While the Nexus 4 may be the LG handset getting everyone's attention, the company does have other market segments to think about. The L SeriesII (so that's what happened to the other letter from the Optimus G) fills that need with a trio of handsets that will debut with the Optimus L7II in Russia next week. The phone comes with a 4.3" 800x480 IPS display, dual-core Qualcomm processor and Jelly Bean 4.1.
Here are the full specs for the L7II:
• Chipset: 1GHz Dual-Core (Qualcomm MSM8225) • Memory: Up to 4GB eMMC / 768MB RAM / Micro SD • Display: 4.3-inch WVGA IPS • Camera: Rear 8.0MP with LED Flash / Front VGA • OS: Android 4.1 Jelly Bean • Battery: 2,460mAh • Size: 121.5 x 66.6 x 9.7 mm / 122.2 x 66.6 x 9.7 mm (Dual-SIM)
Following that initial release, the L3II and L5II (I'm noticing a familiar pattern here) will arrive.
A couple of hours ago, Google started rolling out the Android 4.2.2 update to a very limited subset of Nexus devices (build JDQ39). At this point, almost nobody can get the OTA pulled by going through the Settings screen, but don't worry - one of our loyal readers extracted the OTA url for the Galaxy Nexus and sent it over to us (great work, Daniel Koch!).
For now, we only have the link for the takju Galaxy Nexus variant, i.e. GNex handsets bought from the Play Store. Once we get the yakju build, we'll update this post.
If you're not sure whether you have a takju or yakju variant, download Nexus Update Checker from the Play Store and see what it says.
Nexus owners may have a reason to stay up tonight, as a couple of Reddit users report that Android 4.2.2 has begun rolling out to the GSM Galaxy Nexus and the Nexus 7.
There's not much word regarding what the update (which carries build JDQ39) includes just yet, but readers may remember that Google promised a Bluetooth A2DP audio streaming fix in the "next release" of 4.2 after 4.2.1.
Verizon's newest Droid is set to receive a software update over the air, and it actually has a number of important fixes and improvements. This isn't going to bump the device up to a new version of Android, but it's still a hefty download at 103.5 MB.
Here is the full list of changes coming in the update:
User can load videos on HuluPlus
Improvements to Hotspot connectivity have been made
Improvements to Audio Quality for wired headsets and earpieces have been made
Bluetooth connectivity and volume level for specific models have been improved
Enhanced reliability and stability of the Contacts List have been made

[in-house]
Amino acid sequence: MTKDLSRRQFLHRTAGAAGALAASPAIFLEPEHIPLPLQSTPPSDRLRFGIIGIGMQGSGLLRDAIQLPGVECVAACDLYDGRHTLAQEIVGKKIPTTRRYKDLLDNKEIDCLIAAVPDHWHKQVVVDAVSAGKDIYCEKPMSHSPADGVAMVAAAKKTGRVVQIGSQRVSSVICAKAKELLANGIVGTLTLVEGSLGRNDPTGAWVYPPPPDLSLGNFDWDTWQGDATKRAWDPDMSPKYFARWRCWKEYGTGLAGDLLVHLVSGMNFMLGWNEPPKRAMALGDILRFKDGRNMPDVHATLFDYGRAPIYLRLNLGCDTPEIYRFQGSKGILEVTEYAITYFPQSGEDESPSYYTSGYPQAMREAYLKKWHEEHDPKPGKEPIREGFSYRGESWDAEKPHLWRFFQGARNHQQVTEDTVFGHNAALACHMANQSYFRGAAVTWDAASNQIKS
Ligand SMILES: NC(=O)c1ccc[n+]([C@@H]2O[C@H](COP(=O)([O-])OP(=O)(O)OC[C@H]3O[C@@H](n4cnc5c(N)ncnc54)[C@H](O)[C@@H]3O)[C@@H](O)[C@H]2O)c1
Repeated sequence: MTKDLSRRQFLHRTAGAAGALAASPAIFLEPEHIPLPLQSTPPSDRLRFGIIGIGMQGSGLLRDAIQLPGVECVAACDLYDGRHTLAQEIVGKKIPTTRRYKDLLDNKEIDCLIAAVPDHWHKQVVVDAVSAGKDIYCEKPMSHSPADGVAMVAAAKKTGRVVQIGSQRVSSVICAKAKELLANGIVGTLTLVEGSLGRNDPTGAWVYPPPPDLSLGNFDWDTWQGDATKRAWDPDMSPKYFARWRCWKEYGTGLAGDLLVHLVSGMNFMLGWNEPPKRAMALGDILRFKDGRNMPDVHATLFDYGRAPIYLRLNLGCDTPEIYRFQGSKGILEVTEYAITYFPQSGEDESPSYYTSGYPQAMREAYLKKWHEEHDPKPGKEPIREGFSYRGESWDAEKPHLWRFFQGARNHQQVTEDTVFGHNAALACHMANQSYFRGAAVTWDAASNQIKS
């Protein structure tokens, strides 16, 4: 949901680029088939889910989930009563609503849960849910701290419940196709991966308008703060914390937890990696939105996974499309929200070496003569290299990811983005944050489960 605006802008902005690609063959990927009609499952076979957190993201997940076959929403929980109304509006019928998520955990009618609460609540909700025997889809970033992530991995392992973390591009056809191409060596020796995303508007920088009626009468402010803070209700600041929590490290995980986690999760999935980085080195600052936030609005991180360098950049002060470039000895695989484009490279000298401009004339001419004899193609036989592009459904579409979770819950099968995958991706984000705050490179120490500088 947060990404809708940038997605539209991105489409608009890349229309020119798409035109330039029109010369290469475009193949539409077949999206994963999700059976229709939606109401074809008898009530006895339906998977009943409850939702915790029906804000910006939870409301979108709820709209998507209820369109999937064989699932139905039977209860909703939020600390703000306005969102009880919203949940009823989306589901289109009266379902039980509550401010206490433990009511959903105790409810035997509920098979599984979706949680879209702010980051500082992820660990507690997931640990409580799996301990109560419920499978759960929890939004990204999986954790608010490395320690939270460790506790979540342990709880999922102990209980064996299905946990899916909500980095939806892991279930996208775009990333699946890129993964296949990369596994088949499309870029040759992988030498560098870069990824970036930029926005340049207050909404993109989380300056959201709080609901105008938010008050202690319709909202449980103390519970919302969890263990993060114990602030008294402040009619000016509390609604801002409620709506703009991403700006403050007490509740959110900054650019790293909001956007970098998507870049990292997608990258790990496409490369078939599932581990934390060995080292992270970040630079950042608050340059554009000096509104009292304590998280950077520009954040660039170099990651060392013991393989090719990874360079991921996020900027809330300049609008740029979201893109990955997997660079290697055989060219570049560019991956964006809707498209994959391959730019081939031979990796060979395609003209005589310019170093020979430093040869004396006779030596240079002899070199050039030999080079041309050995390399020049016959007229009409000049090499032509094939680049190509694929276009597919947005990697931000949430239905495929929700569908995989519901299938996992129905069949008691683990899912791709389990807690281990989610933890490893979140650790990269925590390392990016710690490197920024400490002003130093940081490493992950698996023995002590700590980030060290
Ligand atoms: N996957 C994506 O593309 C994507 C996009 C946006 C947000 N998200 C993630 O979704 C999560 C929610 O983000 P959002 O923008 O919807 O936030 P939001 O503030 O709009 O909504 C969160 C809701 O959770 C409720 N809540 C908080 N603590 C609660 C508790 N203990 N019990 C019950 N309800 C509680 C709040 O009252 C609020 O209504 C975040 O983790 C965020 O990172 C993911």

Wi-Fi Connectivity has been improved
Improvements to default browser for zooming capability have been made
Incoming messages display with the correct timestamp
Enhanced Recent Apps functionality has been improved
Granted, a lot of this should not have been busted in the first place, but it's nice to see so many fixes in one package.
If you're the owner of an LG myTouch or myTouch Q, you'll be receiving a small OTA update in the neat future that adds some "security enhancements" to your device. And that means you'll probably lose root. The update version for the myTouch is V10u-FEB-11-2013, and the myTouch Q is LGC800-V10x-FEB-11-2013. Both updates around 2MB in size, so you can rest assured that the changes are indeed quite minor.
The long-awaited Nexus 4 wireless charging orb is finally up for grabs on the US Play Store, get it while you can - it's $59.99 and ships this week.
We'd previously seen the charging orb pop up on a number of online retailers, though few were actually taking orders. The device uses the Qi wireless charging standard, and weighs 130 grams... in case you were curious.
Let's start with what's right about it. First, it matches up with a previous leak, albeit one that was also from evleaks. Second, there's a lot of visual polish going on around the hardware that wasn't present in that first image. Shadows, reflections, and various shiny edges make this image seem significantly more official. The on-screen portion of the image conforms with what we've previously seen HTC do with new phones - 10:08AM, on the day of the announcement, in the city of the announcement.
The CyanogenMod team has been hard at work building CM10.1 for various devices over the last several weeks, with new devices getting official builds almost daily. Yesterday, we saw 10.1 hit AT&T and T-Mobile's versions of the Galaxy Note and AT&T's S II Skyrocket; today, the first nightly just landed for T-Mo's Galaxy S II, as well.
The device, codenamed Hercules, differs from the rest of the S II family, as it has a Qualcomm processor instead of the Exynos of the other variants. This is likely the reason that it is getting 10.1 builds, while most of the others are stuck on 10, or even 7.
If you're in the market for a new smartphone, Verizon's pixel-packing Droid DNA is hard to beat. It offers a whopping 440PPI in its 5" 1920x1080 display, along with a quad-core Qualcomm S4 Pro and 2GB of RAM under the hood. Top all that off with Android 4.1.1, and you have an absolute monster of a phone.
But if you want to get all that and save a bit of cash, Wirefly has your number So long as you're willing to sign a new two-year agreement with Verizon right now, you can grab the DNA for $50. Already a VZW customer and ready to upgrade?
Yes, we know - the Nexus 4 is still thin on the ground basically everywhere. (Americans, both the 8GB and 16GB versions are currently shown as "ships in 2-3 weeks" on the Play Store.) Even so, the LG flagship is the logical showpiece for Google Now, and it's doing some fine service in Google's latest mobile search ad. This one shows off Now's ability to automatically bring up contextual information for your time or location. It seems that Google is also pretty sure that American tourists don't know what sea urchins look like.
This commercial makes a little more sense than previous Now spots, since it's displaying the app's ability to predict the topical information you want as soon as you perform that distinctive swiping function.